One view of the future of publishing, which I’ve brought up here a few times, is that publishers need to begin reaching out directly to consumers. On FutureBook, Amsterdam-based publishing exec Jürgen Snoeren disagrees, suggesting that in the rapidly changing publishing environment, publishers need to focus first on their core competency—producing excellent content.
Snoeren points out that publishers can’t hope to beat Amazon at its own game—but Amazon does not seem to have as much of a problem competing with them. When the Kindle was released in Germany, the lack of German content did not seem to hinder Amazon’s sales; it just made German readers buy more English books.
This means, in my view, that we publishers need to go back to what we do best: finding the best authors, obtaining the necessary rights and making this content available in as many channels and formats as possible. Chris Meadows, in an article in Teleread states that publishers should focus on customers, not format, but in my view, that should be the other way around.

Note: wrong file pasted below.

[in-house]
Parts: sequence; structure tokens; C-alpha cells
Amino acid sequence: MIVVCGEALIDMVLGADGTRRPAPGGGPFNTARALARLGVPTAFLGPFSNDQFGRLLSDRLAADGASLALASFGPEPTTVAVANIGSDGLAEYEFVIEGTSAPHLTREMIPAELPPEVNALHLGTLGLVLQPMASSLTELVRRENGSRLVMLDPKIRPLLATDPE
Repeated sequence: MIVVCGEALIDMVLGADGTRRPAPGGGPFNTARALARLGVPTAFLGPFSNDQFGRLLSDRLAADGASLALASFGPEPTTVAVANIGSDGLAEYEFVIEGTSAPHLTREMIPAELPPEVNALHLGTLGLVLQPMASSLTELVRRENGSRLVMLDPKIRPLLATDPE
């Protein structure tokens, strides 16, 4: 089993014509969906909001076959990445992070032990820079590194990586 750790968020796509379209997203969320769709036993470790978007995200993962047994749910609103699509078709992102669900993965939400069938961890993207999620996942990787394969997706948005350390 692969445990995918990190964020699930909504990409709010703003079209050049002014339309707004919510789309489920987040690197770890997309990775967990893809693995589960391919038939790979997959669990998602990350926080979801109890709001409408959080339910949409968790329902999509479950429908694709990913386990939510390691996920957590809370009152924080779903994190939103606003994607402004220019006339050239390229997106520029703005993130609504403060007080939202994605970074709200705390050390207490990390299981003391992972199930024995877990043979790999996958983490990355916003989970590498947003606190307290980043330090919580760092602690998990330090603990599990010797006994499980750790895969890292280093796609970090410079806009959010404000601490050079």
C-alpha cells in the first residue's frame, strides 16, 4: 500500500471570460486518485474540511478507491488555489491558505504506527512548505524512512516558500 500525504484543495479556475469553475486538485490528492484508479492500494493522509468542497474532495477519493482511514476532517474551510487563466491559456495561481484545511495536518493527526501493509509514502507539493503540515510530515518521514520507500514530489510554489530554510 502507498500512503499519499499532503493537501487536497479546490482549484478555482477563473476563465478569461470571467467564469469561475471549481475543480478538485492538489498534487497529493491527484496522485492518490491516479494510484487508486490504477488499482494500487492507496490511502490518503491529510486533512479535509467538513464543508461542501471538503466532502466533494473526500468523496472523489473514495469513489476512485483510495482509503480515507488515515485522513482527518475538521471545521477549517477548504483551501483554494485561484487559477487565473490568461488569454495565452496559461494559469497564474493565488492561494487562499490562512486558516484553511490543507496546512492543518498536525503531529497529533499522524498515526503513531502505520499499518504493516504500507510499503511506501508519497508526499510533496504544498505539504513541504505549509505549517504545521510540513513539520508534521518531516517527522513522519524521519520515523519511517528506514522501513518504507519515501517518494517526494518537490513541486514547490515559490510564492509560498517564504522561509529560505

Digital reading creates a plethora of new reading moments on different devices that we are in dire need of new formats to service reader’s wishes in trains, on their break, in waiting rooms and whatnot. If we do not create these formats, we will not connect with the reader. Publishers need to make these formats for and – as important or maybe even more so – make these formats known to our readers.
He brings up the Enthrill method of selling e-books in bookstores as an example of this kind of format innovation.
But I do not think there is as much to disagree about as Snoeren seems to. My article didn’t say publishers shouldn’t develop more formats. Quite the opposite: it pointed out publishers need to stop delaying the electronic (and, for that matter, paper) formats readers want in favor of the hardcover format they want to push—or those readers are going to forget about their titles by the time those formats come around.
By all means, let the publishers come out with their content in as many formats as they can. But they should offer them all while consumers are still hot on their books, or it could cost them sales as the fickle reader attention span moves on to other titles.